Tuesday, August 14, 2012

France's Interior Minister Manuel Valls, 'Amiens Riots - How can I get a job? How can I get a Future?

A lot of people in one of the rougher neighborhoods of Amiens, a small city in northern France, had a sleepless night last night—and much of the rest of the country will be on edge tonight. The reason: a breakout of riots that one French tabloid likened to "urban guerrilla" activity. Someone even shot at the cops with live ammunition, which is still considered a rarity in France. Sixteen police were injured in the violence. And no arrests have been made. The question now is whether the rioting will spread.

For decades, young people in the housing projects and isolated immigrant-filled suburbs on the outskirts of French cities have taken out their frustrations by burning cars and clashing with cops. Mostly that's happened on long, hot summer nights, when school is out and jobs are in short supply, especially for young men from African and Arab families. Then in October and November 2005, riots spread throughout the country. Around the world, headlines asked, "Is Paris Burning?"

It wasn't. But thousands of cars were torched in scores of housing projects on the distant outskirts of the French capital and other cities. Unlike riots in the United States, which often result in fatalities, nobody was killed by the violence in 2005. But the French establishment was shaken. Many vows were made to increase funding for these neighborhoods and bring the young people there into the national mainstream.

Almost seven years later, few of those promises have been kept, and much of the political discourse about immigrants in France has come to be dominated by right-wing politicians playing on racism and xenophobia.

One of the main concerns of authorities now is to keep the death toll down to zero. The 2005 riots started when two teenagers who were being chased by police tried to hide out in a power company substation and were electrocuted. The stories that circulated about their deaths ignited the latent anger in similar neighborhoods throughout the country.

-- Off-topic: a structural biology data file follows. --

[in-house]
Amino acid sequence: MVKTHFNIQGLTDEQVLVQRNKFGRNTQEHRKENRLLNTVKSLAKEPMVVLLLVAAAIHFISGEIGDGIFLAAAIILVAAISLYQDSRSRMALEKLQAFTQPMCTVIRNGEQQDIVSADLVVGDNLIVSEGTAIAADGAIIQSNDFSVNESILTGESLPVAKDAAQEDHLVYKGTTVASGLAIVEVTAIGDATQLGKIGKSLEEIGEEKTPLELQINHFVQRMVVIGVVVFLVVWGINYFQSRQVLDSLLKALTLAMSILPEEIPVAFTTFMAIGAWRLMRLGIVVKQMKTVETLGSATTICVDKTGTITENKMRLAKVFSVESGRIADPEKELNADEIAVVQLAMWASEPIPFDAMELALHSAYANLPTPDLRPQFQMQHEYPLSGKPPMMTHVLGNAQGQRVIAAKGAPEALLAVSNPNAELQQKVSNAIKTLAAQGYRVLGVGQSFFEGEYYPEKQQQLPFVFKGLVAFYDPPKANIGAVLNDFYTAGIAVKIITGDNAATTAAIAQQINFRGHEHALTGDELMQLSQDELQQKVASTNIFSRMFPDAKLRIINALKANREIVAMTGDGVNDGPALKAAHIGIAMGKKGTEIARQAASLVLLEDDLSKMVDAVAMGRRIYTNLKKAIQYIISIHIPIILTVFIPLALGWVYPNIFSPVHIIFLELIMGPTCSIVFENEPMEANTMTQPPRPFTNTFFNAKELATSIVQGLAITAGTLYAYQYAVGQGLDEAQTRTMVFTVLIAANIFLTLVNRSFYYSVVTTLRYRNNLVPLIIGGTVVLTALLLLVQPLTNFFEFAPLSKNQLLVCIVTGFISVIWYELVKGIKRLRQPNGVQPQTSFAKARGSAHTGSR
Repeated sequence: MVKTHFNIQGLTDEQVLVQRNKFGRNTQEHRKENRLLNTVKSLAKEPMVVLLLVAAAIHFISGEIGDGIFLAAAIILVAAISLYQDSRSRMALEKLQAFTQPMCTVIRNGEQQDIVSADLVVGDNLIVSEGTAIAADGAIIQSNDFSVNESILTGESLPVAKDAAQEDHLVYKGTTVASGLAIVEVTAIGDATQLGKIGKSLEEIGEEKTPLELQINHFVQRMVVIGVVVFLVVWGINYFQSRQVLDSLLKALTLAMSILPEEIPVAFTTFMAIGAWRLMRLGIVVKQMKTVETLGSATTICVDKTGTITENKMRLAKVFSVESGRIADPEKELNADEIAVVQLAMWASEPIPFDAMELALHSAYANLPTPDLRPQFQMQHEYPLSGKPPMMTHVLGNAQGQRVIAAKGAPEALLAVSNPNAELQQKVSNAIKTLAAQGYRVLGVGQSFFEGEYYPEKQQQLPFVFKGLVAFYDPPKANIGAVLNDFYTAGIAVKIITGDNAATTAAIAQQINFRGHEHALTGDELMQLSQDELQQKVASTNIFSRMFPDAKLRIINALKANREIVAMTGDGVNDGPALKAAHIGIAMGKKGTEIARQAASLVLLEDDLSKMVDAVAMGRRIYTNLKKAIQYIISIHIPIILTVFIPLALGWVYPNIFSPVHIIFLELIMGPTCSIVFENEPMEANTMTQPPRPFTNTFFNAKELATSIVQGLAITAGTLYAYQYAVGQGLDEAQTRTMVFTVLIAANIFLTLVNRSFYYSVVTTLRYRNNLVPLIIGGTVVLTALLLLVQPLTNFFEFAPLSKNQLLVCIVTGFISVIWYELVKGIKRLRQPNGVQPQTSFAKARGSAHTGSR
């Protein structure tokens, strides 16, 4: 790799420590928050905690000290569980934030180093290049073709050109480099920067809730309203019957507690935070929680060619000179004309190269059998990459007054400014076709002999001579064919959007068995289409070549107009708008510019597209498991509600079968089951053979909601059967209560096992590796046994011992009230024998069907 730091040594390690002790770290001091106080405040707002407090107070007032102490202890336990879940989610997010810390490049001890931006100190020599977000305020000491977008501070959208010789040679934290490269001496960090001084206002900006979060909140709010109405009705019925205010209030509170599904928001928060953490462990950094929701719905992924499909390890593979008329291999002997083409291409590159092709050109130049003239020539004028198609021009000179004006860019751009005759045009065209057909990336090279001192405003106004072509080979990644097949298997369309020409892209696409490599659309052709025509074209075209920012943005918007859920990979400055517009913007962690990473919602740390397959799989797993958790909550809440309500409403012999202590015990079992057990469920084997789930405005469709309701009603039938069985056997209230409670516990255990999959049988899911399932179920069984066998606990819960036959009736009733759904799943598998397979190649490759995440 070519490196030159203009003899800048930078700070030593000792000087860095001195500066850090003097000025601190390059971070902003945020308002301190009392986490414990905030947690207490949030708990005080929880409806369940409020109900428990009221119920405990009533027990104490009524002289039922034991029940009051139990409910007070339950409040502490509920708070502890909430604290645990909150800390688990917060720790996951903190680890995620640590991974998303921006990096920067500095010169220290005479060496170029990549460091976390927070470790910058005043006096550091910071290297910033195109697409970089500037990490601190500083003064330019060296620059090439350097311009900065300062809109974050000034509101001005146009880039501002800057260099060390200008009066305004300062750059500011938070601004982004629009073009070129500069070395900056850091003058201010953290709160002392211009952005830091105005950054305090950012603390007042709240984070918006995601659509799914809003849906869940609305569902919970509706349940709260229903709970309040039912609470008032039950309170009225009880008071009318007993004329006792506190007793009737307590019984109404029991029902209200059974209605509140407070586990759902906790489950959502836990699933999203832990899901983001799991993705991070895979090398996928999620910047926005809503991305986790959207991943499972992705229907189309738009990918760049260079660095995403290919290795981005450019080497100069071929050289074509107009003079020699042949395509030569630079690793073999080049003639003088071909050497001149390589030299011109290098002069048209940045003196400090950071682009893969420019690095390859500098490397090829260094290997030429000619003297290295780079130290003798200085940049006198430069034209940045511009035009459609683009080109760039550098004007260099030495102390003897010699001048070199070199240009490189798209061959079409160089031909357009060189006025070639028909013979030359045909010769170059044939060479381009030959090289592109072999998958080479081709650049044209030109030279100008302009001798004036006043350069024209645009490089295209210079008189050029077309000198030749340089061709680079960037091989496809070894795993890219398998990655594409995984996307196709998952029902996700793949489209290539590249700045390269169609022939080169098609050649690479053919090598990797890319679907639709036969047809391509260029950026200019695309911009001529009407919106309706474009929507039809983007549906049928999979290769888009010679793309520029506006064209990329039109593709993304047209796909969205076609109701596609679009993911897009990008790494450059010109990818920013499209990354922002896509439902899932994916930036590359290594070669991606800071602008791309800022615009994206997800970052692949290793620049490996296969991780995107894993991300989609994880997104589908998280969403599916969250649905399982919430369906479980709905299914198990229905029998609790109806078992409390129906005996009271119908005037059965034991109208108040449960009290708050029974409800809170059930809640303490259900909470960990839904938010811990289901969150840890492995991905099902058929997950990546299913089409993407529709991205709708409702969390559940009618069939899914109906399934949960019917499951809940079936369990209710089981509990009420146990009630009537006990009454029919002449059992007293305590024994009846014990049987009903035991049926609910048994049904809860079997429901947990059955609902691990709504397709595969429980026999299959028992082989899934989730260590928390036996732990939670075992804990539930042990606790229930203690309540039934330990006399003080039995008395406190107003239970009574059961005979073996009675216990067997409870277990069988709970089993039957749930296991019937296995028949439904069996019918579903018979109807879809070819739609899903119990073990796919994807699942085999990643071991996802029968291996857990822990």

In Amiens, there had been some signs of violence on Sunday night, but it really took off about 11pm on Monday as a group of about 100 young men reportedly started burning trash cans and cars and throwing up barriers across the streets. As about 150 police arrived on the scene, according to local reporters, street battles erupted that lasted for about three hours. A nursery school and some other buildings were burned while tear gas canisters flew and a police helicopter overhead called for reinforcements.

When Interior Minister Manuel Valls visited the scene this afternoon, a 25-year-old from the neighborhood named Youssef reportedly tried to confront him amid some pushing and shoving. Youssef demanded that Valls "answer his questions," said the report, but Valls slipped out of the crowd and into the town hall.

It's easy to imagine what those questions might have been: How can I get a job? How can I get a future? Will the children and grandchildren of immigrants who are black and brown and in many cases Muslim ever really be accepted in France? What's harder to imagine is that Valls, or any other government official, really has the answer.

- The Telegraph, By Christopher Dickey

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